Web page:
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Thales, the French defence conglomerate, on Wednesday signalled its interest in forging closer links with Italy’s Finmeccanica, as it closed the door on a satellite alliance with EADS, the Franco-German aerospace group.

Denis Ranque, Thales chief executive, said close links between Thales and Finmeccanica was “a very good thing”. But he added that the relationship could deepen further, sparking speculation the two companies might revive attempts to merge their defence electronics businesses.

A deal with Finmeccanica was put on hold last year after the French government launched a review of the defence sector. The Italian group is understood to have sought a sizeable minority stake, but also the right to veto certain decisions. This could include any deal with EADS, which has sought to buy Thales to boost its own defence interests.

Thales appeared to have scored a significant victory in its 18-month battle to fend off EADS, announcing an agreement to buy the transport and security interests of Alcatel, and its space interests, held in a joint venture with Finmeccanica. Thales will pay a minimum cash and share consideration of €1.7bn ($2.1bn) for businesses with combined sales of about €2bn and current operating profits of €135m.

The deal has the blessing of the French government which was keen to secure Alcatel’s sensitive military contracts before the telecoms equipment vendor merged with its rival, Lucent of the US.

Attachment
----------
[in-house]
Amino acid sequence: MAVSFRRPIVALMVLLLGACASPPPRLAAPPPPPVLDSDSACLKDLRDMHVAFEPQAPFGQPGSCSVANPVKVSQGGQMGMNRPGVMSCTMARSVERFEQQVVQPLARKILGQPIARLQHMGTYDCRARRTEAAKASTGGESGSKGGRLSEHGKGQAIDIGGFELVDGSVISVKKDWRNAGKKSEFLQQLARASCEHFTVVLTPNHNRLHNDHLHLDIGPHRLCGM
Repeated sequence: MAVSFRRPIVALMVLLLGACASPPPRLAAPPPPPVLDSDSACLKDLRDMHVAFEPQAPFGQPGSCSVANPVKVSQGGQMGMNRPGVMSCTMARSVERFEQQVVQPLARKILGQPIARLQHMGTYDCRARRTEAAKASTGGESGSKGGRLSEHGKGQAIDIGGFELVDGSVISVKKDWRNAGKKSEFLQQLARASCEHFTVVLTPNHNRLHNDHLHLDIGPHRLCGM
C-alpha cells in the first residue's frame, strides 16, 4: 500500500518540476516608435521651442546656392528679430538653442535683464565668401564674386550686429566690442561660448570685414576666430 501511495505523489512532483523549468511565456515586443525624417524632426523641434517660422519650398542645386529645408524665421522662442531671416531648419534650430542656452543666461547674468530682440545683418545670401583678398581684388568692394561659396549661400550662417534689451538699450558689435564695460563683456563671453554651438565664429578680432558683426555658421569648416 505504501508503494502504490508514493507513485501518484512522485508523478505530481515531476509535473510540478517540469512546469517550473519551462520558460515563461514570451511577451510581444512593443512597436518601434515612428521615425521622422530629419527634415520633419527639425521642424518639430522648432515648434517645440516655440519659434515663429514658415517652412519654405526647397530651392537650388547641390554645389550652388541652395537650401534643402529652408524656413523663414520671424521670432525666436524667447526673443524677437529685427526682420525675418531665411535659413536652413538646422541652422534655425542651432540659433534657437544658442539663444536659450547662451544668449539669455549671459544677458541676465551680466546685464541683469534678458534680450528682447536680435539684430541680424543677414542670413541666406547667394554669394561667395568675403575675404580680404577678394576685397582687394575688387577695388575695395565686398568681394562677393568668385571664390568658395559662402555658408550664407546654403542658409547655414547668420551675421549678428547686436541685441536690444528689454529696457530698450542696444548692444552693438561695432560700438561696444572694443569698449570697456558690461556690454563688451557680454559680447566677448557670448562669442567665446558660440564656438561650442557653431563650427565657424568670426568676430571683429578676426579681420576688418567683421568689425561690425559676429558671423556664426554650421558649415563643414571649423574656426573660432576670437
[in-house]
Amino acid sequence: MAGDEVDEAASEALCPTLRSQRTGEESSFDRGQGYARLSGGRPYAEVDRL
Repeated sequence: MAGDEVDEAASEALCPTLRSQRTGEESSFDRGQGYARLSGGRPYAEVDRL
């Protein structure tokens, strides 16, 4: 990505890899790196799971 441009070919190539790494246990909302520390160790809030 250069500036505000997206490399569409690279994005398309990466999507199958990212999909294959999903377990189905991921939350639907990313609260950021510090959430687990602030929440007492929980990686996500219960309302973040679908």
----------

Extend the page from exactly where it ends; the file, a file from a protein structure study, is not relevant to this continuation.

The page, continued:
EADS had made a last minute attempt to inject its own satellite interests into Thales, along with Alcatel, in return for a 20 per cent stake. However it had said it would withdraw if the two deals were not done simultaneously.

On Wednesday Mr Ranque insisted the decision to press ahead with Alcatel did not rule out a deal with EADS: “For Alcatel to take a larger stake in Thales is no sign of hostility towards [EADS]. If they have suggestions we are ready to look at them.”

Mr Ranque said the security and transport businesses, serving underground and rail systems, as well as oil platforms, accounted for 60 per cent of the deal’s value, he said, and completed gaps in Thales’s product portfolio.

In addition it gave Thales a stable shareholder base, he said, with Alcatel moving up from 9.5 per cent to 21.6 per cent. The government’s 30.1 per cent will be diluted to 27 per cent as a result of the issue of 26.7m shares to pay for the Alcatel assets.

In total, Thales’ top three shareholders – the government, Alcatel and Dassault, which has said it wants to sell its 5 per cent stake – will control 54 per cent compared with 46 per cent previously. The free float will fall from 48.9 per cent to 42.4 per cent.

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